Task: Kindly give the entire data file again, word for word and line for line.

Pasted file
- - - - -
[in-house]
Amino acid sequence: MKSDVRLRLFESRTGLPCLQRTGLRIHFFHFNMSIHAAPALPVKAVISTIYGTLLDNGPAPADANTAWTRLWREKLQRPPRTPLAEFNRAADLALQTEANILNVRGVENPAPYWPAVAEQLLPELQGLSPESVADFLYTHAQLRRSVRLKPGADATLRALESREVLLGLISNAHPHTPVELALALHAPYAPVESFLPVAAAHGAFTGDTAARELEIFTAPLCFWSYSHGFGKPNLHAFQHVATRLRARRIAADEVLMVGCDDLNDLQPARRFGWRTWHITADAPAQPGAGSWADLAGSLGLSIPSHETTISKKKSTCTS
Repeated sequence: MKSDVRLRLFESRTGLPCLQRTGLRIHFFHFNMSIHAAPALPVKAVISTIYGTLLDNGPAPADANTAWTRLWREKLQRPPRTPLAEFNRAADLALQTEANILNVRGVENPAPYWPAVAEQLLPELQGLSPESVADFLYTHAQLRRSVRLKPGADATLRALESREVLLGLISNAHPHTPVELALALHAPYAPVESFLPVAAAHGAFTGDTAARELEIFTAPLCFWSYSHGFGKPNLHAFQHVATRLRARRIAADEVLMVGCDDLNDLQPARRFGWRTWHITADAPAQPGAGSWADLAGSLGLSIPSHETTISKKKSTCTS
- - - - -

[in-house]
Amino acid sequence: MKSDVRLRLFESRTGLPCLQRTGLRIHFFHFNMSIHAAPALPVKAVISTIYGTLLDNGPAPADANTAWTRLWREKLQRPPRTPLAEFNRAADLALQTEANILNVRGVENPAPYWPAVAEQLLPELQGLSPESVADFLYTHAQLRRSVRLKPGADATLRALESREVLLGLISNAHPHTPVELALALHAPYAPVESFLPVAAAHGAFTGDTAARELEIFTAPLCFWSYSHGFGKPNLHAFQHVATRLRARRIAADEVLMVGCDDLNDLQPARRFGWRTWHITADAPAQPGAGSWADLAGSLGLSIPSHETTISKKKSTCTS
Repeated sequence: MKSDVRLRLFESRTGLPCLQRTGLRIHFFHFNMSIHAAPALPVKAVISTIYGTLLDNGPAPADANTAWTRLWREKLQRPPRTPLAEFNRAADLALQTEANILNVRGVENPAPYWPAVAEQLLPELQGLSPESVADFLYTHAQLRRSVRLKPGADATLRALESREVLLGLISNAHPHTPVELALALHAPYAPVESFLPVAAAHGAFTGDTAARELEIFTAPLCFWSYSHGFGKPNLHAFQHVATRLRARRIAADEVLMVGCDDLNDLQPARRFGWRTWHITADAPAQPGAGSWADLAGSLGLSIPSHETTISKKKSTCTS